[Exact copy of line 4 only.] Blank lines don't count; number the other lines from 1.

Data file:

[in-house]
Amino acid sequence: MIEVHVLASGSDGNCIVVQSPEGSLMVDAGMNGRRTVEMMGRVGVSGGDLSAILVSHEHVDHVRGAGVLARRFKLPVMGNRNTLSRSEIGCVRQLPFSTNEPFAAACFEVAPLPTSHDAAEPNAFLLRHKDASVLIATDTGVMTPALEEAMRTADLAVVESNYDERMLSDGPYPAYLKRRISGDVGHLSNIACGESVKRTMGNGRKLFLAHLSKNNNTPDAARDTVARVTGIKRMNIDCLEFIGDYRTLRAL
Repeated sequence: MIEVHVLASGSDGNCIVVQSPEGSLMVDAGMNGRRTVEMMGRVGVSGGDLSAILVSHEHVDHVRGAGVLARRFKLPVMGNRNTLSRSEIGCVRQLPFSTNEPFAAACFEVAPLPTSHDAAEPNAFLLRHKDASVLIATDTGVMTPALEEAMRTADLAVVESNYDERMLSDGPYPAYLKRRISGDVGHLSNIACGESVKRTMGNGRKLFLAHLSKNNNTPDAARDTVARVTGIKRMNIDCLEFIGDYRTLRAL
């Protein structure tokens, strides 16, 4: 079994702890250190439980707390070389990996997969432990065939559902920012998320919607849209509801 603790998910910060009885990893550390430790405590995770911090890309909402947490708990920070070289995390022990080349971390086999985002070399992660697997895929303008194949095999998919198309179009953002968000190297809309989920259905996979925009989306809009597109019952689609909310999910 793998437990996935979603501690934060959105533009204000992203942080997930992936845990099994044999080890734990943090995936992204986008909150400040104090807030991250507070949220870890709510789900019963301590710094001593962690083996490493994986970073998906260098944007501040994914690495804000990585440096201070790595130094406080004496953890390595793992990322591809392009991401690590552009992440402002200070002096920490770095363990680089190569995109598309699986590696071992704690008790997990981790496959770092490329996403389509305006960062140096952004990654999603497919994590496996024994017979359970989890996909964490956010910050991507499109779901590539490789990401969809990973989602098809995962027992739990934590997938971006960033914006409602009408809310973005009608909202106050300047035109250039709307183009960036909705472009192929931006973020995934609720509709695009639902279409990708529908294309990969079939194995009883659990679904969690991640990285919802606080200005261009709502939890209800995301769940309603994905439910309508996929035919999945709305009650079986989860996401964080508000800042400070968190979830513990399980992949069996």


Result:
């Protein structure tokens, strides 16, 4: 079994702890250190439980707390070389990996997969432990065939559902920012998320919607849209509801 603790998910910060009885990893550390430790405590995770911090890309909402947490708990920070070289995390022990080349971390086999985002070399992660697997895929303008194949095999998919198309179009953002968000190297809309989920259905996979925009989306809009597109019952689609909310999910 793998437990996935979603501690934060959105533009204000992203942080997930992936845990099994044999080890734990943090995936992204986008909150400040104090807030991250507070949220870890709510789900019963301590710094001593962690083996490493994986970073998906260098944007501040994914690495804000990585440096201070790595130094406080004496953890390595793992990322591809392009991401690590552009992440402002200070002096920490770095363990680089190569995109598309699986590696071992704690008790997990981790496959770092490329996403389509305006960062140096952004990654999603497919994590496996024994017979359970989890996909964490956010910050991507499109779901590539490789990401969809990973989602098809995962027992739990934590997938971006960033914006409602009408809310973005009608909202106050300047035109250039709307183009960036909705472009192929931006973020995934609720509709695009639902279409990708529908294309990969079939194995009883659990679904969690991640990285919802606080200005261009709502939890209800995301769940309603994905439910309508996929035919999945709305009650079986989860996401964080508000800042400070968190979830513990399980992949069996």